As detailed in the documentation I would expect you would rather be calling something loosely aligned to the following

var @object = userDto.ToUser();
myisession.SaveOrUpdate(@object);
share|improve this answer
    
I hoped to rely on NHib doing this for me. After all, NHibernate throws an ObjectStaleStateException, if I modify the entity in the database while debug-breaking on the rep.Update line, so I should just somehow tell NHib to use my passed Version... That's weird if NHib devs forgot about the possibility that the Version might come from a detached object. – JustAMartin Apr 12 '13 at 12:30
    
Oh, thanks for the documentation link, now I understand better what the "11.4.4. Application version checking" chapter is about. That's a shame that NHib is not able to use my own version value, even if I set it explicitly. I guess, it could be a new feature request... – JustAMartin Apr 12 '13 at 12:43
    
@Martin Did you ever find a better solution? This is a serious shortcoming in NHibernate. I'm still not convinced I'm going to have to do this manually? surely this is a common scenario? – Paul T Davies Nov 15 '13 at 11:16

I know this is an old question, but I'll leave my usual approach here.

This is a know "problem" when using ORMs. Both NHibernate and Entity Framework suffer this "problem"", and it happens because the ORM is tracking internally the version value, not using the one returned by the property. Unlike EF, where you can copy the byte[] values using Array.Copy, in NHibernate I usually evict the entity from the session and then make the update, which indicates to NHibernate that you are updating an existing entity but he will start tracking using the Version you just assigned.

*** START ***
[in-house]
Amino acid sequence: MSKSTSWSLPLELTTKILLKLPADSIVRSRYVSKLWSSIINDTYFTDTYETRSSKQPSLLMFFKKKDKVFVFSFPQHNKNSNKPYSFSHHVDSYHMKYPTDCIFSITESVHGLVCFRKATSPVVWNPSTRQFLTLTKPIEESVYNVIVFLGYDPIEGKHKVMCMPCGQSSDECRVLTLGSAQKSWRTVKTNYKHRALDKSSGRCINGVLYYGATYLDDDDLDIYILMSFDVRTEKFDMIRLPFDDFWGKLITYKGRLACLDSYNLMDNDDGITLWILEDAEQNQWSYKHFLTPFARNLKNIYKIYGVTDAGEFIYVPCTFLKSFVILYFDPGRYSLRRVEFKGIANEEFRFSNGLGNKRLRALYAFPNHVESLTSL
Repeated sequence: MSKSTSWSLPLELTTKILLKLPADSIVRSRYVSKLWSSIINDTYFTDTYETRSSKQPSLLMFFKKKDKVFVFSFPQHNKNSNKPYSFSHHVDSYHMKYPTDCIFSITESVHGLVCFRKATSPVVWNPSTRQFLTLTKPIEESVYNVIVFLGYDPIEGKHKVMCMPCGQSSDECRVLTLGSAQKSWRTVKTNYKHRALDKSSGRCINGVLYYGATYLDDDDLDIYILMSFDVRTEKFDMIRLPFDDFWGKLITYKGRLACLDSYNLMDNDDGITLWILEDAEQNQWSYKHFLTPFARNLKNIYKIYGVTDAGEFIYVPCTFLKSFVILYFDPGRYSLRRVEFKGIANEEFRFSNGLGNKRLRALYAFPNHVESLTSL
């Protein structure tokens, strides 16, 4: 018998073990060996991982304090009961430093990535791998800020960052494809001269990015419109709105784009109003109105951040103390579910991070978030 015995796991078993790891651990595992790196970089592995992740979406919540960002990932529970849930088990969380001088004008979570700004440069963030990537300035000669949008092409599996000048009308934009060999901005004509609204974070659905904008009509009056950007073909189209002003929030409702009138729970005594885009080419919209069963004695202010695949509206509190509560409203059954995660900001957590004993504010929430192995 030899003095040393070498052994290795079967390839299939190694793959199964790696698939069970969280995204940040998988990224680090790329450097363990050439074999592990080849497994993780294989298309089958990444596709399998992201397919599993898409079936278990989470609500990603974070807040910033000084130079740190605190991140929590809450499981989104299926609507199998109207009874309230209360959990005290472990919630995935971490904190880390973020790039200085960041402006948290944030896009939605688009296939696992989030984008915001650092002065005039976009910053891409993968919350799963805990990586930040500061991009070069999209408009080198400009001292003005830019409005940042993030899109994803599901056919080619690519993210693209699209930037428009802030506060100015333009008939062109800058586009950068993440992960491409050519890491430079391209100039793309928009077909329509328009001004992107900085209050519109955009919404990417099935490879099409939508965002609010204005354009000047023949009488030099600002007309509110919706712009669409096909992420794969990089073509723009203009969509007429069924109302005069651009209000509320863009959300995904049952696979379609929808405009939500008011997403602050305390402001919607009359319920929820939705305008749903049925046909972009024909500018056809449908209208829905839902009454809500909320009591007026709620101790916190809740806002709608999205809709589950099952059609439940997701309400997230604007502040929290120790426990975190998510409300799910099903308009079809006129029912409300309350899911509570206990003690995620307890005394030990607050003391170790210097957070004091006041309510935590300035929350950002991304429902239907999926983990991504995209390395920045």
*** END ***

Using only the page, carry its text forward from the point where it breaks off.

Here's a code snippet:

public void Edit(int id, string description, DateTime version)
{
    using (var session = sessionFactory.OpenSession())
    using (var tx = session.BeginTransaction())
    {
        var record = session.Get<Record>(id);
        record.Version = version;
        record.Description = description;

        session.Evict(record);  //  evict the object from the session
        session.Update(record); //  NHibernate will attach the object, and will use your version

        tx.Commit();
    }
}

If you use interfaces like I usually do in my model classes (example), you can easily create some extension method, making it harder for people to forget.

To my knowledge, I haven't found any issues with this approach, but let me know if you detect any.

share|improve this answer

You can have a look @ this

However, as interceptors are old concept, you can extend DefaultUpdateEventListener in a custom event listener and override OnSaveOrUpdate method like below

var source = @event.Session;
var entity = @event.Entity;
var persister = @event.Session.GetEntityPersister(@event.EntityName, entity);
if (persister.IsVersioned)
{
    var mode = source.GetSessionImplementation().EntityMode;
    var id = persister.GetIdentifier(entity, mode);

    var version = persister.GetVersion(entity, mode);
    var currentVersion = persister.GetCurrentVersion(id, source);

    if (!version.Equals(currentVersion))
    {
        throw new StaleObjectStateException(persister.EntityName, id);
    }
}

The only headache here is GetCurrntVersion sends a DB call. So, not a very suitable solution for cloud applications, as every call is billed.

Alternatively, you can Evict the object from session. But, you will be loosing the 1st level caching advantage.

If I find any better solution, will post.